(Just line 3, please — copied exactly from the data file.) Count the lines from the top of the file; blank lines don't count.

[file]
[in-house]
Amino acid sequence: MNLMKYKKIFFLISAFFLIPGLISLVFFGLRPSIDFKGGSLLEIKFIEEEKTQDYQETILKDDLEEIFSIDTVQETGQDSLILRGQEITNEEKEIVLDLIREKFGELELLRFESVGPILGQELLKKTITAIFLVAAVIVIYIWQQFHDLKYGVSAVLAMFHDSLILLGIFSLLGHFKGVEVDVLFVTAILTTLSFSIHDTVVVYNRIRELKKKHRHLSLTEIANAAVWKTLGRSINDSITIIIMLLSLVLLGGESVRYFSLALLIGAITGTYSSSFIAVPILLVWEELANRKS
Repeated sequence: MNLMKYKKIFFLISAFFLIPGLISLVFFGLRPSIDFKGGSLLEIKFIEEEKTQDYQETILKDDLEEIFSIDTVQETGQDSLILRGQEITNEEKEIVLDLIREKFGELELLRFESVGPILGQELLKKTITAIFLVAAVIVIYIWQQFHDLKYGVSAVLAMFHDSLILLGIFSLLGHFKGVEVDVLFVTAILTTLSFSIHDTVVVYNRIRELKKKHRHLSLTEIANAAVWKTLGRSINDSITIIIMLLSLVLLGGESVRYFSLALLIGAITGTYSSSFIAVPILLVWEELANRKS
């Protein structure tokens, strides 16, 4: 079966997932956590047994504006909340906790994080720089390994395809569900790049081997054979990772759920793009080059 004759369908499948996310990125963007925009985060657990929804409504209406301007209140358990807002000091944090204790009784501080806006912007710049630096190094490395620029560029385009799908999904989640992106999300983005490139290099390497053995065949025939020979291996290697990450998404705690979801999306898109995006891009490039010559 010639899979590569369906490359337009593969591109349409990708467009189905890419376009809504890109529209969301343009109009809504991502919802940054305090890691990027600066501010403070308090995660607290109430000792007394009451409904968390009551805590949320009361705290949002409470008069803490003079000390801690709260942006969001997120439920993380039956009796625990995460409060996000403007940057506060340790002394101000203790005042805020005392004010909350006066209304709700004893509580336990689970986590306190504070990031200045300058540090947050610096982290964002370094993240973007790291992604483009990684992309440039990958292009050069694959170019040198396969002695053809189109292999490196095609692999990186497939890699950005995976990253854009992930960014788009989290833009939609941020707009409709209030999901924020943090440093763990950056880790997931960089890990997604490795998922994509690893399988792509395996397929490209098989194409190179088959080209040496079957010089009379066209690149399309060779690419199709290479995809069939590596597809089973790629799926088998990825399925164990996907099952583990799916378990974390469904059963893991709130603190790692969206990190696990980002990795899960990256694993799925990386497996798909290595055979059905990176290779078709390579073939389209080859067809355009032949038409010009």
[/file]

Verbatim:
Repeated sequence: MNLMKYKKIFFLISAFFLIPGLISLVFFGLRPSIDFKGGSLLEIKFIEEEKTQDYQETILKDDLEEIFSIDTVQETGQDSLILRGQEITNEEKEIVLDLIREKFGELELLRFESVGPILGQELLKKTITAIFLVAAVIVIYIWQQFHDLKYGVSAVLAMFHDSLILLGIFSLLGHFKGVEVDVLFVTAILTTLSFSIHDTVVVYNRIRELKKKHRHLSLTEIANAAVWKTLGRSINDSITIIIMLLSLVLLGGESVRYFSLALLIGAITGTYSSSFIAVPILLVWEELANRKS